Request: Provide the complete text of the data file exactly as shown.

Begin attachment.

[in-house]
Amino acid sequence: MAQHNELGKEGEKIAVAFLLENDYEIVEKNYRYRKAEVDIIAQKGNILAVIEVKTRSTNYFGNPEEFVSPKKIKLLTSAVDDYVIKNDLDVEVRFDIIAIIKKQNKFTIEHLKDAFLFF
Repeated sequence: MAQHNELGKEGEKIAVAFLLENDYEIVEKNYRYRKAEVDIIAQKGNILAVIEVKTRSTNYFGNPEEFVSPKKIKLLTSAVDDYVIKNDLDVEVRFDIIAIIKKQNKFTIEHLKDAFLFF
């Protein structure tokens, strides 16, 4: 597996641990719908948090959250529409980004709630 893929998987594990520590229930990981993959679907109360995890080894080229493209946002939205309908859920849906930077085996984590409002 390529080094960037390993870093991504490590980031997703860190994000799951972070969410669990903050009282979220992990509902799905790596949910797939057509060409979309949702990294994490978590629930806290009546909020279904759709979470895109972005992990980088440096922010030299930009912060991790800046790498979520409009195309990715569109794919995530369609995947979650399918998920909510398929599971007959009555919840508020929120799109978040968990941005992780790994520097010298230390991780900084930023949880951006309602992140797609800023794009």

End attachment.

[in-house]
Amino acid sequence: MAQHNELGKEGEKIAVAFLLENDYEIVEKNYRYRKAEVDIIAQKGNILAVIEVKTRSTNYFGNPEEFVSPKKIKLLTSAVDDYVIKNDLDVEVRFDIIAIIKKQNKFTIEHLKDAFLFF
Repeated sequence: MAQHNELGKEGEKIAVAFLLENDYEIVEKNYRYRKAEVDIIAQKGNILAVIEVKTRSTNYFGNPEEFVSPKKIKLLTSAVDDYVIKNDLDVEVRFDIIAIIKKQNKFTIEHLKDAFLFF
């Protein structure tokens, strides 16, 4: 597996641990719908948090959250529409980004709630 893929998987594990520590229930990981993959679907109360995890080894080229493209946002939205309908859920849906930077085996984590409002 390529080094960037390993870093991504490590980031997703860190994000799951972070969410669990903050009282979220992990509902799905790596949910797939057509060409979309949702990294994490978590629930806290009546909020279904759709979470895109972005992990980088440096922010030299930009912060991790800046790498979520409009195309990715569109794919995530369609995947979650399918998920909510398929599971007959009555919840508020929120799109978040968990941005992780790994520097010298230390991780900084930023949880951006309602992140797609800023794009």